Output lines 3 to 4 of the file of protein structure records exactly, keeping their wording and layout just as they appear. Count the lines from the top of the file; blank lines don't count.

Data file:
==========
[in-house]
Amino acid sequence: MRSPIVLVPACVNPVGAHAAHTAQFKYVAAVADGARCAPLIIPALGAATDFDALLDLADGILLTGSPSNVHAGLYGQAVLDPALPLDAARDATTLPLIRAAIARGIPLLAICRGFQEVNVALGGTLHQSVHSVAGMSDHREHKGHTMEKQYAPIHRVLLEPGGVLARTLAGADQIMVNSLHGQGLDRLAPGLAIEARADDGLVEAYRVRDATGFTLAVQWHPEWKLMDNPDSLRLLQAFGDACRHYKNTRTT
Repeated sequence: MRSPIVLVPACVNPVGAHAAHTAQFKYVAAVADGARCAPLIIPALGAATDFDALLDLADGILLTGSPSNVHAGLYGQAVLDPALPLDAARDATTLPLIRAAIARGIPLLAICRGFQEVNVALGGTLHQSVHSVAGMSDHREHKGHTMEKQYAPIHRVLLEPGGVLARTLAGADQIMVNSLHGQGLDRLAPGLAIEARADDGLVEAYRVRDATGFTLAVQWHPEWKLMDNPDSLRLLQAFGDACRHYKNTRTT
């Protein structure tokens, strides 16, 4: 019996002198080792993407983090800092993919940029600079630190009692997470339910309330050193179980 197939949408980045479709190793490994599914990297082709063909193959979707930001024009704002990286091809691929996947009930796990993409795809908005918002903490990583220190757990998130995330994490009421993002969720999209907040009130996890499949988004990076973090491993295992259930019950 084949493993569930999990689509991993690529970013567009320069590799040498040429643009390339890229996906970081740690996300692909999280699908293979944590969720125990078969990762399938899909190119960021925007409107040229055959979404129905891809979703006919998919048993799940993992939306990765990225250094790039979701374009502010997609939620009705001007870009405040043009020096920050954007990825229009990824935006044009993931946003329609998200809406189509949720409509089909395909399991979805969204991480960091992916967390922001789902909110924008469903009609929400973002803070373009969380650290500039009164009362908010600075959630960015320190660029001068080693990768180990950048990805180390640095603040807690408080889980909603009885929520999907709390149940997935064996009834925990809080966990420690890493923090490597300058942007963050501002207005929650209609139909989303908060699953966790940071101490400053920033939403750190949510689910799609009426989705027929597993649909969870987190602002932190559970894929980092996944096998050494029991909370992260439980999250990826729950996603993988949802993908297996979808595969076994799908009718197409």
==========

Repeated sequence: MRSPIVLVPACVNPVGAHAAHTAQFKYVAAVADGARCAPLIIPALGAATDFDALLDLADGILLTGSPSNVHAGLYGQAVLDPALPLDAARDATTLPLIRAAIARGIPLLAICRGFQEVNVALGGTLHQSVHSVAGMSDHREHKGHTMEKQYAPIHRVLLEPGGVLARTLAGADQIMVNSLHGQGLDRLAPGLAIEARADDGLVEAYRVRDATGFTLAVQWHPEWKLMDNPDSLRLLQAFGDACRHYKNTRTT
């Protein structure tokens, strides 16, 4: 019996002198080792993407983090800092993919940029600079630190009692997470339910309330050193179980 197939949408980045479709190793490994599914990297082709063909193959979707930001024009704002990286091809691929996947009930796990993409795809908005918002903490990583220190757990998130995330994490009421993002969720999209907040009130996890499949988004990076973090491993295992259930019950 084949493993569930999990689509991993690529970013567009320069590799040498040429643009390339890229996906970081740690996300692909999280699908293979944590969720125990078969990762399938899909190119960021925007409107040229055959979404129905891809979703006919998919048993799940993992939306990765990225250094790039979701374009502010997609939620009705001007870009405040043009020096920050954007990825229009990824935006044009993931946003329609998200809406189509949720409509089909395909399991979805969204991480960091992916967390922001789902909110924008469903009609929400973002803070373009969380650290500039009164009362908010600075959630960015320190660029001068080693990768180990950048990805180390640095603040807690408080889980909603009885929520999907709390149940997935064996009834925990809080966990420690890493923090490597300058942007963050501002207005929650209609139909989303908060699953966790940071101490400053920033939403750190949510689910799609009426989705027929597993649909969870987190602002932190559970894929980092996944096998050494029991909370992260439980999250990826729950996603993988949802993908297996979808595969076994799908009718197409």